Behind the gates of a tea factory draped in protest banners, in an office with pictures of Che Guevara hung on the walls, trade union official Gérard Cazorla offers a spirited defense of a workers’ occupation that has been the subject of an angry industrial dispute for two years.

“When you occupy a factory, of course it is always illegal. We admit that,” he says. “But we wanted to protect the machinery. We have a realistic plan to put the factory back to work.”

With a laugh, he adds: “It’s part of the class war!”

The dispute at Fralib, a Unilever subsidiary making teas and infusions near Marseille, southern France, is just one of a series of plant closures at the center of an intense debate over reform of the country’s labor market rules, with unions resisting business demands for greater flexibility to hire and fire.

But it illustrates how hard it can be for companies to downsize — and how politicized such cases can become. Fralib employed only 182 people, but it shot to prominence when François Hollande made a high-profile visit during his presidential election campaign to champion the workers’ cause.

“Fralib became an icon of the presidential campaign and was a closure that became subject to huge media focus,” says Angel Llovera, the managing director now based in a temporary office a short distance from the Fralib plant.

“It shows that unions who know the law and get political support can make a conflict last a long time. It is a caricature of what can happen in France.”

The dispute began when Unilever announced its plan to close the plant in September 2010 due to overcapacity. It said Fralib was losing money and accounted for 27 percent of the costs of its four tea plants in Europe, while making up just 5 percent of production.

The communist CGT union countered that Fralib remained a profitable prospect. “They had slowly taken away our production. They always intended to close the factory,” Cazorla says.

What followed has been a two-year struggle in the courts, the media, the factory — and even the Elysée palace, where a workers’ delegation was received late last month.

Along the way, the plant has been occupied twice, the second time in May when Unilever says about 60 hooded people armed with batons and tear gas “stormed the plant” in the early hours. The union, which has held the plant since, denies it ever used violence.

Llovera, who now has bodyguards, says that at one meeting during the dispute someone tried to set fire to his shirt with a lighter. “The climate has been tense, the ambience pretty aggressive,” he says.

It took Unilever until April this year to gain court approval for the “Employment Protection Plan” that it was obliged to produce under French labor law. The first two it filed were rejected — the third is still under appeal by the union.

Under the third plan, Unilever has committed to offer all those employees who have not already accepted redundancy terms a job at one of its six other plants in France; to give each employee not accepting a job transfer 75 percent of his or her salary for a year; and to provide a 1.5 million euro fund to back new job creation in the area.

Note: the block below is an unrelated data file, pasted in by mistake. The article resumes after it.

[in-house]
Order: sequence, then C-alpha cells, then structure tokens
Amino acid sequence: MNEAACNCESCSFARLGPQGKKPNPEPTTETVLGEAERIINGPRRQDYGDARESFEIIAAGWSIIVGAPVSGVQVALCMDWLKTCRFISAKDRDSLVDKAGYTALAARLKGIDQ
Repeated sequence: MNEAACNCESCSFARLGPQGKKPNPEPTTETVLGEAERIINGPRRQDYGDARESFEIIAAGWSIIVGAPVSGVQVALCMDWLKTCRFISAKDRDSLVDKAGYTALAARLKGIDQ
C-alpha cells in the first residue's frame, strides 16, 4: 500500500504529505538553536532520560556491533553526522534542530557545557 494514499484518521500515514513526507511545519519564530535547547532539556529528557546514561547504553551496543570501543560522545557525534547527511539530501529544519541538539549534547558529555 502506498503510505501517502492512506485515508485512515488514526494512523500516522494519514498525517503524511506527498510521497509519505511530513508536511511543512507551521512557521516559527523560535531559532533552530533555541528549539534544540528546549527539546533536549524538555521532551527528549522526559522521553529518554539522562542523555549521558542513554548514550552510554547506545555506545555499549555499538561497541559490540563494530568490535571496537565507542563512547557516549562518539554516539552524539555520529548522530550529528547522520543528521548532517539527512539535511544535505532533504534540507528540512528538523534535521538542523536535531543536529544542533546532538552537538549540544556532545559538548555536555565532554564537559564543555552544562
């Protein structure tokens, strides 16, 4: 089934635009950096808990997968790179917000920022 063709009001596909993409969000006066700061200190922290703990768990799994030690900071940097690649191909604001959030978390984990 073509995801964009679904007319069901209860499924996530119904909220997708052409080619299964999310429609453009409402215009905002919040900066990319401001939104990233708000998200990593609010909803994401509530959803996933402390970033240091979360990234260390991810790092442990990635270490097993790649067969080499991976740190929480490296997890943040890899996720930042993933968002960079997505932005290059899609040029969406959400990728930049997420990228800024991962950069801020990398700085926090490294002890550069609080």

Unilever sold the plant machinery, worth 7 million euros, for 1 euro to Marseille Urban Communities (MUC), a grouping of local councils. It has also promised some 5 million euros in funding for the workers’ cooperative that the CGT wants to set up.

Unilever now says the issue is closed as far as it is concerned. But the government is pressing on with efforts to reopen the plant and may yet approach Unilever for more concessions. Eugene Caselli, Socialist leader of the MUC, says: “We cannot be indifferent to what’s happening at Fralib. We have sympathy for the workers who are fighting for their jobs.”

The union is demanding that Unilever hand over the Elephant infusion brand, founded locally and well established in France, and give it a supply contract to get the cooperative off the ground. Hollande has backed the plan, telling the workers: “This brand, which is yours, should be ceded [by Unilever] for free.”

Unilever has flatly refused this, or a supply contract — and has reacted sharply to suggestions by the unions that the brand should be requisitioned by the state. But Olivier Leberquier, leader of the CGT at Fralib, says: “François Hollande says you can’t legally do it — but you can change the law.”

Paul Polman, Unilever chief executive, issued a clear warning to the government not to take this path in an interview with the newspaper Le Figaro: “In Cuba and North Korea, brands are not protected. I’m not sure that is to the economic benefit of those countries.

“If France does not respect its laws, that would pose a risk for investments in France,” he said.

A potential compromise lies in a 5 million euros offer by a local entrepreneur who makes potato chips to take over the plant to expand his production and employ up to 90 people over the next two years. The unions have so far rejected this plan, insisting that the plant must continue to make tea.

Negotiations are set to continue for some time. But for Llovera, the end can’t come soon enough. When it is all over, he says he will leave Unilever.

“I’ll do something else,” he says. “I don’t know what — but definitely not close a factory.”

— Financial Times